book review blogs
If you're reading this, you spend time on the Internet. Like me, you might even be an addict. Ever wonder about consequences, other than carpal tunnel syndrome and eye strain? Read on...
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The Shallows: What the Internet Is Doing to Our Brains
By Nicholas Carr
W.W. Norton & Co, 2010
In a waiting room last week, I happened on a National Geographic story about how much market gardeners in Iceland are enjoying global warming. I didn’t get to finish the story, so I don’t know whether they saw any downside to their warmer climate. But what I did read sounded familiar—I’ve heard others in the chilly zones tout the advantages of climate change, ignoring the droughts and floods and weird weather systems elsewhere.
Is Internet use the new global warming? Could be, if this book by Nicholas Carr is any indication.
Carr’s thesis is that extensive browsing, tweeting, and link-clicking is changing our brains both functionally and physically, reawakening our earliest talents as hunter-gatherers but killing off the gains we’ve made as deep thinkers. He quotes some analysts—the “yay, it’s getting warmer” crowd—who think this is just another step in our evolution. That point of view gains support from the tale of Socrates, who decried the advent of writing as a blow against our ability to remember without taking notes. It’s hard to argue that writing and reading have been anything but good for us, so maybe this is another case where we should just relax and see where evolution takes us.
Carr doesn’t think so. “We shouldn’t allow the glories of technology to blind our inner watchdog to the possibility that we’ve numbed an essential part of our self,” he writes.
Whichever side you’re on, this book is fascinating. Starting with the 1964 publication of Marshall McLuhan’s Understanding Media, Carr traces the past half century’s astonishing explosion of electronic communication, dwelling particularly on the advent of Google. We’ve heard much of this before, of course, but not always coupled with current research on the ways our brain adapts to new tasks.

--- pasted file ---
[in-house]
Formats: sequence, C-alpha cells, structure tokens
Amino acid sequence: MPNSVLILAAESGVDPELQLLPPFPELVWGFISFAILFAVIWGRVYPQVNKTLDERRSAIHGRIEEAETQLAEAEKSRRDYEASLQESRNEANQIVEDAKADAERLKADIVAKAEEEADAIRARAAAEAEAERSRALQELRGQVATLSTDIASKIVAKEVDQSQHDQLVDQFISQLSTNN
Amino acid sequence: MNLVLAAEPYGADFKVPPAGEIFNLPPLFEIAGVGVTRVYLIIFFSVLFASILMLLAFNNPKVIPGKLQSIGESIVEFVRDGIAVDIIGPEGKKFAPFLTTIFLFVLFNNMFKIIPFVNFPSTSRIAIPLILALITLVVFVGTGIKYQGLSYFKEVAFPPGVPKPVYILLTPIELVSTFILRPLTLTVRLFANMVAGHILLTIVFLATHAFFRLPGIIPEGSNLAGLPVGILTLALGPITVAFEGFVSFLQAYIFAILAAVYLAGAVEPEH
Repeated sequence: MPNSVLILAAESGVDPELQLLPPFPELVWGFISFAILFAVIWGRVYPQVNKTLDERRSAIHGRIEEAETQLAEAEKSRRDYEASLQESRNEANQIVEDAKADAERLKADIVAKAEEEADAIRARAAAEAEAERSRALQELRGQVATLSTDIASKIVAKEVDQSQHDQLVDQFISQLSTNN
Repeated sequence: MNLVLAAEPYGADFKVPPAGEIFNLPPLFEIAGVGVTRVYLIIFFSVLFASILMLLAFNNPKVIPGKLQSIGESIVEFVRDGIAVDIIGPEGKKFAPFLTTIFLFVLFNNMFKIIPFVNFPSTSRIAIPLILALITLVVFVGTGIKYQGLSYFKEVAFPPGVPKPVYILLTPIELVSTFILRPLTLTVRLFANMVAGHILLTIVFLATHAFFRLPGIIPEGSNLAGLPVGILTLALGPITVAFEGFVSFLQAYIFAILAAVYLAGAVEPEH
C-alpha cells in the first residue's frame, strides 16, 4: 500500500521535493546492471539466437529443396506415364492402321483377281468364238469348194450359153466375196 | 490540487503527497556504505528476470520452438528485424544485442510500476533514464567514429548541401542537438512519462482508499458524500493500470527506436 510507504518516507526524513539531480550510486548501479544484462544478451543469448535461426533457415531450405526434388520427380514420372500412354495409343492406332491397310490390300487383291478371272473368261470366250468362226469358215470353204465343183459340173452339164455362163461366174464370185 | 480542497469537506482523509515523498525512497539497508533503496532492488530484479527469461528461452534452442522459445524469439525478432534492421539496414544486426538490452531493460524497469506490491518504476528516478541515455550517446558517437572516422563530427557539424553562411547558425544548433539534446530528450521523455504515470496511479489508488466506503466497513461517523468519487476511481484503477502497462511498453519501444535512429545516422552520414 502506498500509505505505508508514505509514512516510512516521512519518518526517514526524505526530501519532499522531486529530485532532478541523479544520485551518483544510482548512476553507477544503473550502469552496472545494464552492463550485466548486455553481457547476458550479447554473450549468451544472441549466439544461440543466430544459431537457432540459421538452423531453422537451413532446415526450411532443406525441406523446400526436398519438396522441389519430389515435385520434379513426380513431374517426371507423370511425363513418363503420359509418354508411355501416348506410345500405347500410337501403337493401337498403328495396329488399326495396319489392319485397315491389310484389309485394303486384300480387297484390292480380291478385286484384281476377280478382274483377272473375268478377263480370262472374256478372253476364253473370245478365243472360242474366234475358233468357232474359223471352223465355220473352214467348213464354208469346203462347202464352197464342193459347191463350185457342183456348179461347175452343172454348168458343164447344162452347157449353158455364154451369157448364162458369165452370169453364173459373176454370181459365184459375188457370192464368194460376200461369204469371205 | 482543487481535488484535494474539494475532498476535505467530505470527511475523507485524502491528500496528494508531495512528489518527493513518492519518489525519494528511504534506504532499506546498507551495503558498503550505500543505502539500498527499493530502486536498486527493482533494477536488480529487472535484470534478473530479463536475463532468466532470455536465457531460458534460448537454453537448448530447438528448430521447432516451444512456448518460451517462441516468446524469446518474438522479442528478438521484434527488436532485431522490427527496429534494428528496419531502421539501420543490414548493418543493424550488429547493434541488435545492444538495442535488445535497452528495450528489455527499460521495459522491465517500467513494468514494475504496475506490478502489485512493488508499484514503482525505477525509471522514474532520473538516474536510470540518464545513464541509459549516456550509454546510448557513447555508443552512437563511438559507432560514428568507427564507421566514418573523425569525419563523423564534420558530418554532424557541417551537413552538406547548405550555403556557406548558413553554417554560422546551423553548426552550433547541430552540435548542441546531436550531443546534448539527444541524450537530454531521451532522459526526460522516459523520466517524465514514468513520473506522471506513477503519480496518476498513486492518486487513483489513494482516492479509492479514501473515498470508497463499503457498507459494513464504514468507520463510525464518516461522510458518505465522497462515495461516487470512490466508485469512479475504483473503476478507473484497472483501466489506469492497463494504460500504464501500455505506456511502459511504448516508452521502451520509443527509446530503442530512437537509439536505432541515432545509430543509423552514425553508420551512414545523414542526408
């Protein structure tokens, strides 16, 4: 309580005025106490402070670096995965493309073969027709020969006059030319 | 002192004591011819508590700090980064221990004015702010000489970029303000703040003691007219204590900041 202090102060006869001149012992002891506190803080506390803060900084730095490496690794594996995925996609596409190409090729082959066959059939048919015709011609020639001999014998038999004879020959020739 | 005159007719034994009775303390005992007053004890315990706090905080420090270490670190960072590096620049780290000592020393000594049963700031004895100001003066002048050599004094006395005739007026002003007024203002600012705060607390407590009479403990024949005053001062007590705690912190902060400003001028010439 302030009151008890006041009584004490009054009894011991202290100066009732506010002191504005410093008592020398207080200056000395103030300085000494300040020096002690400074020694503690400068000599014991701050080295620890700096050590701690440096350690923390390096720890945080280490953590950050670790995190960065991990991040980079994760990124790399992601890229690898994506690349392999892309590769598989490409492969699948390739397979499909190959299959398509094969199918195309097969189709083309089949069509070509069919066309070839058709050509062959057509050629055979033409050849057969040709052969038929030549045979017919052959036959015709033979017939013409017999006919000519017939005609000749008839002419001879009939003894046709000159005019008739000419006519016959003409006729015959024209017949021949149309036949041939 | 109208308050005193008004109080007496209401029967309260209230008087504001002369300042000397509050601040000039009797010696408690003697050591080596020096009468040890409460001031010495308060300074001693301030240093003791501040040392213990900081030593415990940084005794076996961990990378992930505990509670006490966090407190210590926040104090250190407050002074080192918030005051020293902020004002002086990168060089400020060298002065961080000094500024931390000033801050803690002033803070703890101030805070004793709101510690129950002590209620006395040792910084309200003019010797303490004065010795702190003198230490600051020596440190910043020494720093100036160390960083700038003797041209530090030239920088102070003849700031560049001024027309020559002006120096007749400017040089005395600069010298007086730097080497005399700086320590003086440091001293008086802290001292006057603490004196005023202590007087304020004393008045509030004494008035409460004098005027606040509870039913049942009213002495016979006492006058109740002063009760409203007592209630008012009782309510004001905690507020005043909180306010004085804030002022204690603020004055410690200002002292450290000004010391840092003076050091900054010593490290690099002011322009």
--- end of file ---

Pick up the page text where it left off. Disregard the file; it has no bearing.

If we repeat a task often enough, apparently, our brains not only adjust the behavior of our existing synapses but actually build new architecture, abandoning the old digs for the new.
London cab drivers studied in the late 1990s had larger than normal posterior hippocampuses (hippocampi?). That part of the brain “plays a key role in storing and manipulating spatial representations of a person’s surroundings,” Carr tells us—in other words, knowing the fastest route from Bloomsbury to the City enhances part of your brain. The cabbies’ anterior hippocampuses had shrunk to accommodate the neighboring expansion, reducing their abilities in other memorization tasks.
The biggest difference between reading a book and reading on line is probably the hyperlinks. The act of deciding whether to click that link, and then the process of following it, reading what it offers, and making our way back to our original document, changes the act of reading into something else. We are problem-solving, using hand-to-eye coordination, sharpening our reflexes, processing visual cues, increasing the capacity of our short-term memory. But we’re not “deep reading,” a process that makes us calmly deliberative and helps to build our long-term memory.
The social implications, Carr says, could be massive. For example, becoming less deliberative may make us more likely to go with the status quo rather than engaging in original lines of thought. Shallower, shorter-term thoughts may even hamper our higher emotions, such as empathy and compassion.
Engagingly, Carr does not set himself up as our model. He starts out by describing his own evolution into a truly impressive Internet user, on here constantly for research, blogging, even drivers’ license renewal. Worried about his inability to concentrate, he moved to Colorado and cut most of his Net use in order to write this book. When the book was almost done, he started reconnecting again and even discovered new stuff he could do on line. “I have to confess: It’s cool. I’m not sure I could live without it.”
Reluctantly, I have to agree. The past couple of evenings I read a book instead of watching a movie or TV show on line. As I write this, the modem’s turned off. But I found that I missed the conviviality of spending my evening with my partner rather than alone in a book. And of course I’m about to turn the modem on to post this review.
Plus, I’d like to finish that story in National Geographic. The issue’s probably at the library, but it’s December and it’s chilly out. What do you bet it’s on line somewhere?